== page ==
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After watching LeBron James hold court against the Los Angeles Clippers last Saturday, Bill Simmons delivered a 3000-word thesis declaring his unconditional love for all things King. While there was some criticism of James’ desire to win, overall, the article was one long lovefest for the current “King” of the NBA. While Kobe’s fourth ring might disagree with this claim, the ease at which James performs his devastating basketball acts of greatness has made Simmons a believer.

An example of said belief:

Look, if that was the only fun moment of the game, I would have left happy. But LeBron has those “HOLY S—!!!!!!” moments once a quarter. Late in the fourth, Gordon drove past Delonte West and tried to get to the rim, only West timed it and elevated to meet him at the backboard. And I’m watching the play thinking, “Damn, Delonte might get that,” when out of nowhere, the smoke monster from “Lost” came gusting in at warp speed, jumped five feet in the air, soared over both Gordon and West and somehow blocked West’s block. The smoke monster? LeBron. A blocked shot of a blocked shot!!! Have you ever seen that one before?

All of that hyperbole for a blocked shot. But see, there’s a method to Simmons’ madness. LeBron makes these acts being described with reverence seem commonplace, if not outright easy to do; and has a long admirer of professional basketball, Simmons sees how easy the game comes to James and he can’t help himself by unleashing a verbal onslaught rivaling verbal fellatio.

However, this is not a criticism of Simmons.

When you see an otherworldly player dominate a sport you’ve loved your entire life so effortlessly, it’s hard not to get giddy. While I don’t necessarily share the same level of love for James, I too find some of his game-by-game exploits head-shaking — that is, I have no choice but to shake my head when I see him pull off yet another act that should defy normal basketball physics. Conversely, at some point, a player with that much drool-worthy talent has to do more than just move the crowd.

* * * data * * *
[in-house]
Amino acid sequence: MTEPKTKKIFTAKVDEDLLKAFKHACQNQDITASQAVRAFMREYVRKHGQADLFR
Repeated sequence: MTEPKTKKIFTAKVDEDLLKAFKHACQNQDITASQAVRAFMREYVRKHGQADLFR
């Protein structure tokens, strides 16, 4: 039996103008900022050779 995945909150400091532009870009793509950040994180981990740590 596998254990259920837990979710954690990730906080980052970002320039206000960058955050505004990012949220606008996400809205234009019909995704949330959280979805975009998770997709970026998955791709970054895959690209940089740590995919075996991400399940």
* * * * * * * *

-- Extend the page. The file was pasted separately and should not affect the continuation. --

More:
He has to win; and that’s something Simmons doesn’t know if LeBron will ever aspire to.

Right now, he doesn’t want it as badly as Jordan did or Kobe does. There’s more than a hint of Shaqitis with him, a feeling that LeBron wants to win but isn’t obsessed with winning. And you have to be both. Just look at what happened last summer: Kobe distinguished himself by perfecting the footwork for a startlingly effective low-post game; LeBron distinguished himself by promoting a documentary and a book. Does he want this or not?

So what happens if LeBron never develops that “win-or-else” killer instinct that drove the Michael Jordans, Larry Birds and Kareem Abdul-Jabbars of the world? What happens to his legacy? Is he doomed to being another Dominique “Human Highlight Film” Wilkins for the modern era? Of course, where LeBron lands after the 2010 season will go a long way when it comes to determining his place in NBA history.